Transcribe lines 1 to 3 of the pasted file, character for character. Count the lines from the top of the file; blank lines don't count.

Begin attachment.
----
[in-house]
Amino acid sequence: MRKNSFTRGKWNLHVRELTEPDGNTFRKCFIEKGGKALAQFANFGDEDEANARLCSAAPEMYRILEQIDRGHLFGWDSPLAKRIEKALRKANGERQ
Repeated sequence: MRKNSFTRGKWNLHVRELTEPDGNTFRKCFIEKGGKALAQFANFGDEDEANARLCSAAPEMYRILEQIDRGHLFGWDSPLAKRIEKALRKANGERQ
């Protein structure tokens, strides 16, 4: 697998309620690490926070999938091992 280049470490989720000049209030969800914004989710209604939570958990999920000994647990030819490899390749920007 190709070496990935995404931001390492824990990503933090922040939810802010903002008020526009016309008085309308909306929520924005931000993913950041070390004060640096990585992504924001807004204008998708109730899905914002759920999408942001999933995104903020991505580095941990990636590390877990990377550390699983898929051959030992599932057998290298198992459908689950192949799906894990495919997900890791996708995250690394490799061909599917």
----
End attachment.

[in-house]
Amino acid sequence: MRKNSFTRGKWNLHVRELTEPDGNTFRKCFIEKGGKALAQFANFGDEDEANARLCSAAPEMYRILEQIDRGHLFGWDSPLAKRIEKALRKANGERQ
Repeated sequence: MRKNSFTRGKWNLHVRELTEPDGNTFRKCFIEKGGKALAQFANFGDEDEANARLCSAAPEMYRILEQIDRGHLFGWDSPLAKRIEKALRKANGERQ